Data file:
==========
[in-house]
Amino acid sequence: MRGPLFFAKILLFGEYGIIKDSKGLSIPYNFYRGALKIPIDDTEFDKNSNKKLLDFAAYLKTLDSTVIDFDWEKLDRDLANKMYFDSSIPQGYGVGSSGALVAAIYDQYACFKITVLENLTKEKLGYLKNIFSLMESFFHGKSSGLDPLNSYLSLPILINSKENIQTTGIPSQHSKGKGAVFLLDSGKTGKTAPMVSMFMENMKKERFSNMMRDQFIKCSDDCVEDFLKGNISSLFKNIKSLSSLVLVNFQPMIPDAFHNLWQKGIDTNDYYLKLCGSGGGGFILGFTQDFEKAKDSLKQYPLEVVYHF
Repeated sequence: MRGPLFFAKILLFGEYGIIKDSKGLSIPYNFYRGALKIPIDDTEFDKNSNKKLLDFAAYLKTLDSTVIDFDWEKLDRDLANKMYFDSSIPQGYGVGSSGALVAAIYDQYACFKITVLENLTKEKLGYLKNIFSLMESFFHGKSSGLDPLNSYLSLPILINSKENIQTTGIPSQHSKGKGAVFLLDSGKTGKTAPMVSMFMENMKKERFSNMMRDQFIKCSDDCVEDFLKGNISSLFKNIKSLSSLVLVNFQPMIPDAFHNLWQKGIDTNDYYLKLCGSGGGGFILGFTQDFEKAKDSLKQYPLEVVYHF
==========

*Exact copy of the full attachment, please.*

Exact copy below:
[in-house]
Amino acid sequence: MRGPLFFAKILLFGEYGIIKDSKGLSIPYNFYRGALKIPIDDTEFDKNSNKKLLDFAAYLKTLDSTVIDFDWEKLDRDLANKMYFDSSIPQGYGVGSSGALVAAIYDQYACFKITVLENLTKEKLGYLKNIFSLMESFFHGKSSGLDPLNSYLSLPILINSKENIQTTGIPSQHSKGKGAVFLLDSGKTGKTAPMVSMFMENMKKERFSNMMRDQFIKCSDDCVEDFLKGNISSLFKNIKSLSSLVLVNFQPMIPDAFHNLWQKGIDTNDYYLKLCGSGGGGFILGFTQDFEKAKDSLKQYPLEVVYHF
Repeated sequence: MRGPLFFAKILLFGEYGIIKDSKGLSIPYNFYRGALKIPIDDTEFDKNSNKKLLDFAAYLKTLDSTVIDFDWEKLDRDLANKMYFDSSIPQGYGVGSSGALVAAIYDQYACFKITVLENLTKEKLGYLKNIFSLMESFFHGKSSGLDPLNSYLSLPILINSKENIQTTGIPSQHSKGKGAVFLLDSGKTGKTAPMVSMFMENMKKERFSNMMRDQFIKCSDDCVEDFLKGNISSLFKNIKSLSSLVLVNFQPMIPDAFHNLWQKGIDTNDYYLKLCGSGGGGFILGFTQDFEKAKDSLKQYPLEVVYHF